ACU Michigan state senate ratings 2012/2013:
100%: Brandenberg, Hune
(2 comments, 1058 words in story) Full Story
By JGillman, Section News
Don't feel too bad, pain is a part of the treatment.
The patient will likely experience nausea, loss of bowel control, and episodes of depression, and screaming fits should not disconcert concerned caregivers. Exhaustion should be expected as well, but remember the process is supposed to be harder on the cancerous cells, so its best not to give up before it is done. Another reason to continue the treatment is to prevent a re-occurrence of the disease before it is completely eliminated.
True, some forms of cancer can be fatal.
The bad cells burrow away in areas sometimes hard to identify. And sometimes seemingly good cells turn bad in an instant. And unfortunately, we've seen it recently. New cancer cells appeared before our very eyes, from as far away as the UP in fact. The threshold has been met and now many think the patient is terminal, but perhaps its possible our treatment will have an effect to buy some time. It may even help if we can get the patient to stop smoking. Perhaps even if we can re-instill the will to live.
We're not ready to give up yet.
However, there is the possibility that the bad cells will cling on long enough that the treatment hurts many of the good cells. We are sorry in advance for what needs to be done.
Its an inexact science unfortunately, and there can be a cost to heal properly, but we'll do our damnedest to see it through to the end.
(1 comment) Comments >>
By Corinthian Scales, Section News
Or, should the title be "The Northern Follies! Part Deux"? Matters little as it all spells "R is for Reverse when riding with Democrats".
The Michigan lawmaker sponsoring a bill authorizing red light cameras has made a U-turn on the issue.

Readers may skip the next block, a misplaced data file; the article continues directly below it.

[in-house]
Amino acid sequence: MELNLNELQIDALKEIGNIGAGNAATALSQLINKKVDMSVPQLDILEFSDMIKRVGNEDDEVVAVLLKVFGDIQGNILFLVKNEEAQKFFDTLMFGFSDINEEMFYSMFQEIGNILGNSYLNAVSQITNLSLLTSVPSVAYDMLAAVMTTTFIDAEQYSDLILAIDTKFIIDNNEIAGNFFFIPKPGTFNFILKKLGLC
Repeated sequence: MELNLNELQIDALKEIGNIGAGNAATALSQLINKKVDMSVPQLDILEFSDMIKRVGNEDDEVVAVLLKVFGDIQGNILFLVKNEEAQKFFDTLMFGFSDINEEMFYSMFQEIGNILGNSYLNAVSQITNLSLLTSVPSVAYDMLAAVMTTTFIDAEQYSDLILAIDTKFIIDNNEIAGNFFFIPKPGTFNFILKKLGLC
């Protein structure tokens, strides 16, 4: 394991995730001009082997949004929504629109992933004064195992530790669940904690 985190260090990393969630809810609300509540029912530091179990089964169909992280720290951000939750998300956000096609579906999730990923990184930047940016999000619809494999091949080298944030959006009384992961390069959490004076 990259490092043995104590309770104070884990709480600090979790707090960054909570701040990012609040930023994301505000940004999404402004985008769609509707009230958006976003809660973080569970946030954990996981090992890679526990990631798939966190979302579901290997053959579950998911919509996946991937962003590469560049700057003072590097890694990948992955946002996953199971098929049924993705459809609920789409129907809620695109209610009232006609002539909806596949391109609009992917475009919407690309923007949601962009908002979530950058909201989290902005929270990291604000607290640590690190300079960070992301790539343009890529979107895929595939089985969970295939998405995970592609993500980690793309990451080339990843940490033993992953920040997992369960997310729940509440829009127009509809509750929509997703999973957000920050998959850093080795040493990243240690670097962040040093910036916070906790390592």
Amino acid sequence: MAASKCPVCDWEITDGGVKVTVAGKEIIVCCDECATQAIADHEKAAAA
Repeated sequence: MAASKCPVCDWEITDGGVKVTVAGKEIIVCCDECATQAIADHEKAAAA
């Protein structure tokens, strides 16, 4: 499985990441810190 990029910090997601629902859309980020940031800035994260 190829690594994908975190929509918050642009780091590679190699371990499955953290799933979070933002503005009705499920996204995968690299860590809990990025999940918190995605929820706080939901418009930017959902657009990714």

Concerns about privacy? Sure it is. At testimony, Rep. Peter Pettalia spelled that all out for Wayne.
Manufacturers of red light cameras have a reputation for heavy lobbying in state capitols. It is not clear if sponsors of the bill have received any campaign support from red light camera manufacturers. Contributions do not have to be reported until the end of the year in an off-election year, according to the Michigan Secretary of State's office.
I suppose it's not a good day to be a Show Pony in the 104th with further political aspirations.
(2 comments) Comments >>
A vote for Medicaid expansion is a vote for Obamacare.
Today is expected to be a day where a vote could take place on HB4714. Today is the day where Republican senators around the state can throw sand in the eyes of those who entrusted them with power in 2010. The revolution which started in 2010 against the very thing for which they might vote.
The question to ask forever more is "how might someone actually call themselves Republican, or think they wear ANY badge of integrity by voting to grow government and expand dependency on it?" In 1996 Republicans in the US congress showed the executive branch the way by reducing dependency through 'workfare' and inserting SOME personal responsibility.
Go for it. See what it truly gets you.
(3 comments) Comments >>
Jack Hoogendyk like many others, is trying to make sure there is no expansion of the welfare medicaid entitlement in Michigan.
Also like many, he is trying to identify where the weak sisters in the Republican caucus might be. He writes:
This week the Senate comes back to Lansing. Number one on the agenda is expansion of Medicaid. Governor Snyder and Lt. Governor Brian Calley are putting on a full-court press.Worth a look.
Until we get a solid "NO" pledge from any State Senator, its best to assume they are possible sellouts. And as Jack said "We know what Brian Calley will do in the case of a tie. " Call Robertson.
Thanks for the update Jack.